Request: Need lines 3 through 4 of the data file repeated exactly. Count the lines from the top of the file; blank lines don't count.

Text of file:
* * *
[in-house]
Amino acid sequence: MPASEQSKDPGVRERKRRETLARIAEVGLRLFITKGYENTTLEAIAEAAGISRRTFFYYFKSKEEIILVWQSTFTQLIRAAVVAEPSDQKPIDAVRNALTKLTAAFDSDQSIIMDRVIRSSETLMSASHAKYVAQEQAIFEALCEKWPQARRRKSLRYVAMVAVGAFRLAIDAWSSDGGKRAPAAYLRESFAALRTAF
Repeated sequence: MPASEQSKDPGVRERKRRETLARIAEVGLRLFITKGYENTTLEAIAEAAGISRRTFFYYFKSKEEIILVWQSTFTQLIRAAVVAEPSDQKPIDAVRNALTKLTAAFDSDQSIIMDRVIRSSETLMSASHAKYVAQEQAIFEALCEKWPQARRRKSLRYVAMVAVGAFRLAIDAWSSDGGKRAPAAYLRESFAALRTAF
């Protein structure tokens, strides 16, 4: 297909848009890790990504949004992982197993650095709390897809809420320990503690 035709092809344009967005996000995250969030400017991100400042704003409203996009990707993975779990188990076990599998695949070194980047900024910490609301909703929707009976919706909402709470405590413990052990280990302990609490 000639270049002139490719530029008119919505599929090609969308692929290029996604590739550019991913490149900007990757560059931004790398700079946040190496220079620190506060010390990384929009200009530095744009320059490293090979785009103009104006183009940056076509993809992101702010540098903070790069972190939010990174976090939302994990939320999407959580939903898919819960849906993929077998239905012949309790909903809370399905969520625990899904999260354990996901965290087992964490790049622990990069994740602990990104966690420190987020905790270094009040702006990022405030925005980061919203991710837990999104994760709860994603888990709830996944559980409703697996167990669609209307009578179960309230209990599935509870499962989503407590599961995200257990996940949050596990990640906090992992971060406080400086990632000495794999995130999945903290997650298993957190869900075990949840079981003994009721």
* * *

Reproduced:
Repeated sequence: MPASEQSKDPGVRERKRRETLARIAEVGLRLFITKGYENTTLEAIAEAAGISRRTFFYYFKSKEEIILVWQSTFTQLIRAAVVAEPSDQKPIDAVRNALTKLTAAFDSDQSIIMDRVIRSSETLMSASHAKYVAQEQAIFEALCEKWPQARRRKSLRYVAMVAVGAFRLAIDAWSSDGGKRAPAAYLRESFAALRTAF
């Protein structure tokens, strides 16, 4: 297909848009890790990504949004992982197993650095709390897809809420320990503690 035709092809344009967005996000995250969030400017991100400042704003409203996009990707993975779990188990076990599998695949070194980047900024910490609301909703929707009976919706909402709470405590413990052990280990302990609490 000639270049002139490719530029008119919505599929090609969308692929290029996604590739550019991913490149900007990757560059931004790398700079946040190496220079620190506060010390990384929009200009530095744009320059490293090979785009103009104006183009940056076509993809992101702010540098903070790069972190939010990174976090939302994990939320999407959580939903898919819960849906993929077998239905012949309790909903809370399905969520625990899904999260354990996901965290087992964490790049622990990069994740602990990104966690420190987020905790270094009040702006990022405030925005980061919203991710837990999104994760709860994603888990709830996944559980409703697996167990669609209307009578179960309230209990599935509870499962989503407590599961995200257990996940949050596990990640906090992992971060406080400086990632000495794999995130999945903290997650298993957190869900075990949840079981003994009721």